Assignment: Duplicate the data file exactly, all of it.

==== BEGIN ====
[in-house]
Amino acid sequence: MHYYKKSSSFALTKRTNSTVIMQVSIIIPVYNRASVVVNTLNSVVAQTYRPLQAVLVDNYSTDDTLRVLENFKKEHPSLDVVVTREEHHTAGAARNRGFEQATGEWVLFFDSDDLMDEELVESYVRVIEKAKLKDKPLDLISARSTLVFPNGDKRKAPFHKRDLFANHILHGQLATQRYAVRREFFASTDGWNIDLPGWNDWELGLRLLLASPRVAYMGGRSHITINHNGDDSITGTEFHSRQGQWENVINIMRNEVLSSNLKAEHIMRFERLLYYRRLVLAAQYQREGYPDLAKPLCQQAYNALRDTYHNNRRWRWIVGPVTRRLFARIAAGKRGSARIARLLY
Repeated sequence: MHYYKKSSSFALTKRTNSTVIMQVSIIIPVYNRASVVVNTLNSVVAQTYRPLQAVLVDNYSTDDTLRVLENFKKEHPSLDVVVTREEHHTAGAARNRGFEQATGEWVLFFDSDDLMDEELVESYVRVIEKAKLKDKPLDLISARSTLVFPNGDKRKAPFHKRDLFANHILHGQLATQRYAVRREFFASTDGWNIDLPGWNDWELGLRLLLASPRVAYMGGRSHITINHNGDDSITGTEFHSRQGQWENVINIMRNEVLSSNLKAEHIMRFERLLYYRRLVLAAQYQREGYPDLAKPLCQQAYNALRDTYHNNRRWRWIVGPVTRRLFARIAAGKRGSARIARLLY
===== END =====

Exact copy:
[in-house]
Amino acid sequence: MHYYKKSSSFALTKRTNSTVIMQVSIIIPVYNRASVVVNTLNSVVAQTYRPLQAVLVDNYSTDDTLRVLENFKKEHPSLDVVVTREEHHTAGAARNRGFEQATGEWVLFFDSDDLMDEELVESYVRVIEKAKLKDKPLDLISARSTLVFPNGDKRKAPFHKRDLFANHILHGQLATQRYAVRREFFASTDGWNIDLPGWNDWELGLRLLLASPRVAYMGGRSHITINHNGDDSITGTEFHSRQGQWENVINIMRNEVLSSNLKAEHIMRFERLLYYRRLVLAAQYQREGYPDLAKPLCQQAYNALRDTYHNNRRWRWIVGPVTRRLFARIAAGKRGSARIARLLY
Repeated sequence: MHYYKKSSSFALTKRTNSTVIMQVSIIIPVYNRASVVVNTLNSVVAQTYRPLQAVLVDNYSTDDTLRVLENFKKEHPSLDVVVTREEHHTAGAARNRGFEQATGEWVLFFDSDDLMDEELVESYVRVIEKAKLKDKPLDLISARSTLVFPNGDKRKAPFHKRDLFANHILHGQLATQRYAVRREFFASTDGWNIDLPGWNDWELGLRLLLASPRVAYMGGRSHITINHNGDDSITGTEFHSRQGQWENVINIMRNEVLSSNLKAEHIMRFERLLYYRRLVLAAQYQREGYPDLAKPLCQQAYNALRDTYHNNRRWRWIVGPVTRRLFARIAAGKRGSARIARLLY